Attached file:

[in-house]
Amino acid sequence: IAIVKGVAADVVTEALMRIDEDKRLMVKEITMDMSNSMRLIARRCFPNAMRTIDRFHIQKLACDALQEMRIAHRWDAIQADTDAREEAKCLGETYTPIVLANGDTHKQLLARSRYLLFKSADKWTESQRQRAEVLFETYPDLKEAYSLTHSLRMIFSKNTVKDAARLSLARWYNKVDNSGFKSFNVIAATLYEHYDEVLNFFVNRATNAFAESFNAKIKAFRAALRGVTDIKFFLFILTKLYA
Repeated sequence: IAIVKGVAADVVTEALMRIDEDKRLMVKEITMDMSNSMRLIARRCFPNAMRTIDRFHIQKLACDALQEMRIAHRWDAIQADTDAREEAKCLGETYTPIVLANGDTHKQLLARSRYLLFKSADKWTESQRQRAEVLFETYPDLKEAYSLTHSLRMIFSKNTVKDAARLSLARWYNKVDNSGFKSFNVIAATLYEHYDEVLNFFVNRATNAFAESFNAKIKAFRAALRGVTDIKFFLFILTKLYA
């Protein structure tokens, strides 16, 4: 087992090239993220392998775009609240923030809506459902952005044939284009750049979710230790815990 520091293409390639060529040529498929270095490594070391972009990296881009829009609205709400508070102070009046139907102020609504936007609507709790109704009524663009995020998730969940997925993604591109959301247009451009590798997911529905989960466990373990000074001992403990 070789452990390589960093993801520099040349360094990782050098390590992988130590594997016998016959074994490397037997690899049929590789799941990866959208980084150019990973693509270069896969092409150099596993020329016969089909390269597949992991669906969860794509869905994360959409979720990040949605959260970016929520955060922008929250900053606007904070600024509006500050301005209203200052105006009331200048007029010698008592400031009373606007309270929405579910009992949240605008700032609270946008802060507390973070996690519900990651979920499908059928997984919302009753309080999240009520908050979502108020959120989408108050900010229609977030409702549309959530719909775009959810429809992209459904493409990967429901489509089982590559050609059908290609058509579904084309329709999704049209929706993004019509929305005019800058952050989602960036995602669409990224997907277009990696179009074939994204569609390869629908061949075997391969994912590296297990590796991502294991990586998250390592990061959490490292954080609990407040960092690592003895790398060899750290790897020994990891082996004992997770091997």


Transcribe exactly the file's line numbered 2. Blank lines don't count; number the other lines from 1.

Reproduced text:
Amino acid sequence: IAIVKGVAADVVTEALMRIDEDKRLMVKEITMDMSNSMRLIARRCFPNAMRTIDRFHIQKLACDALQEMRIAHRWDAIQADTDAREEAKCLGETYTPIVLANGDTHKQLLARSRYLLFKSADKWTESQRQRAEVLFETYPDLKEAYSLTHSLRMIFSKNTVKDAARLSLARWYNKVDNSGFKSFNVIAATLYEHYDEVLNFFVNRATNAFAESFNAKIKAFRAALRGVTDIKFFLFILTKLYA